Flower Pentecostal Heritage Center
1445 North Boonville Avenue
Springfield, Missouri 65802 USA

Phone: 417.862.1447 ext. 4400
Toll Free:  877.840.5200
Email: Archives@ag.org

2 Comments

Filed under Theology

“Daddy” Welch Proverbs


This Week in AG History — February 18, 1939

By Darrin Rodgers
Originally published on AG-News, Mon, 17 Feb 2014 – 4:28 PM CST

Long before Twitter, the Assemblies of God had “Daddy” Welch.

John W. Welch (1859-1939), known affectionately as “Daddy Welch,” was a senior statesman in the Assemblies of God during its early decades. He served as Chairman (1915-1920 and 1923-1925) and Secretary (1920-1923) of the young Fellowship. Welch was known for his wit and wisdom. In the 1930s the Pentecostal Evangel published a regular column titled “Words of Council from Daddy Welch,” which shared his collected short sayings with readers.

The last installment of his column was published in the February 18, 1939, just several months before his death. His wisdom remains valuable reading today. Several examples of Welch’s sayings are below.

The closer we get to God the more modest we shall become.

Consistency and impartiality are needed in every minister.

Be careful of your statements until you know your interpretations of Scripture are water tight.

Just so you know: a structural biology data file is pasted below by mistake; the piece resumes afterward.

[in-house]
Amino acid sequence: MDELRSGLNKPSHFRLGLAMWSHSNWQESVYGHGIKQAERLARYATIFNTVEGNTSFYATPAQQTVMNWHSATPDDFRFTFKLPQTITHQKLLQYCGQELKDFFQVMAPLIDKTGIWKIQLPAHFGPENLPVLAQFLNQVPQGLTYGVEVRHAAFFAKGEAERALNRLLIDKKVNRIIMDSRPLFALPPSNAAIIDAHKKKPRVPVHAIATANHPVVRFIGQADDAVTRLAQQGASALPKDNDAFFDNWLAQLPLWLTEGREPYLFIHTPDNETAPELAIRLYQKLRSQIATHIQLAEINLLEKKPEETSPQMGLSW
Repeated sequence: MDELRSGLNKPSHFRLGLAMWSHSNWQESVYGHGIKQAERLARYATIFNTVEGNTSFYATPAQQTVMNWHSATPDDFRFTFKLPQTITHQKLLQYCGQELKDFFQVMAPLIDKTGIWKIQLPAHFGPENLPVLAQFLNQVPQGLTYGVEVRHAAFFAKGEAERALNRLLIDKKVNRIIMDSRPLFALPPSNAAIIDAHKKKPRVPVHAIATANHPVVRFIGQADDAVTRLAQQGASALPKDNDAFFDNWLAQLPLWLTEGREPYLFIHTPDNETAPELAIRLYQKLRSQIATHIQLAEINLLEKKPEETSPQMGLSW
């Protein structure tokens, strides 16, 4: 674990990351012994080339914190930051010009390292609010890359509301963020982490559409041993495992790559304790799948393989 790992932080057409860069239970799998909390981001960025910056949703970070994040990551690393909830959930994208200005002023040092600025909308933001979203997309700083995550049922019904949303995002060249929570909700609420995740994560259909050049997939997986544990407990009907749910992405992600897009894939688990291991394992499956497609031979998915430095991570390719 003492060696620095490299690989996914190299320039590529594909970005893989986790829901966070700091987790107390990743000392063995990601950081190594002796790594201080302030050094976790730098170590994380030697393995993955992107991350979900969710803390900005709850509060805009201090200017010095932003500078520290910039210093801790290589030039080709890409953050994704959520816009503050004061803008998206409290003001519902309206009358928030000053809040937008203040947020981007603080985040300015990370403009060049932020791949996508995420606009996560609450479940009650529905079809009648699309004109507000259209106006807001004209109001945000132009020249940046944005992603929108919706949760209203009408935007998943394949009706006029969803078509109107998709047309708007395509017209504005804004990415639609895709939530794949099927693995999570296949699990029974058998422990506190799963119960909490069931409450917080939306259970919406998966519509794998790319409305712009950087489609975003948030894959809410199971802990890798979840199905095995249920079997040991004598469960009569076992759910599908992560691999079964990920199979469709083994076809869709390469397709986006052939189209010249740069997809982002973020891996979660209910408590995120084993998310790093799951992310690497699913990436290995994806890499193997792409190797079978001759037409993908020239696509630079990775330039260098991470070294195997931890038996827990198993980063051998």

God can develop a mushroom overnight, but it takes years to develop an oak.

Beware of revelations and manifestations that are not given to other Spirit-filled believers.

Read the entire article, “Words of Council from Daddy Welch,” on page 5 of the February 18, 1939, issue of the Pentecostal Evangel.

Also featured in this issue:

* “Trouble: A Servant,” by John Wright Follette

* “Praying Always with All Prayer,” by Thomas Walker

And many more!

Click here to read this issue now.

Pentecostal Evangel archived editions courtesy of the Flower Pentecostal Heritage Center. For current editions of the Evangelclick here.

Do you have Pentecostal historical materials that should be preserved? Please consider depositing these materials at the Flower Pentecostal Heritage Center (FPHC). The FPHC, located in the Assemblies of God national offices, is the largest Pentecostal archive in the world. We would like to preserve and make your treasures accessible to those who write the history books.

Flower Pentecostal Heritage Center
1445 North Boonville Avenue
Springfield, Missouri 65802 USA

Phone: 417.862.1447 ext. 4400
Toll Free:  877.840.5200
Email: Archives@ag.org

Leave a comment

Filed under Spirituality

In 1934 Charles Robinson Foresaw and Condemned the Coming Jewish Holocaust

CE-Robinson

This Week in AG History — January 27, 1934

By Darrin Rodgers
Originally published on AG-News, Mon, 27 Jan 2014 – 4:20 PM CST

The year was 1934, and a rising tide of anti-semitism seemed to be sweeping the Western world. Adolph Hitler had recently ascended to power in Germany and strident voices in America were blaming Jews for the Great Depression.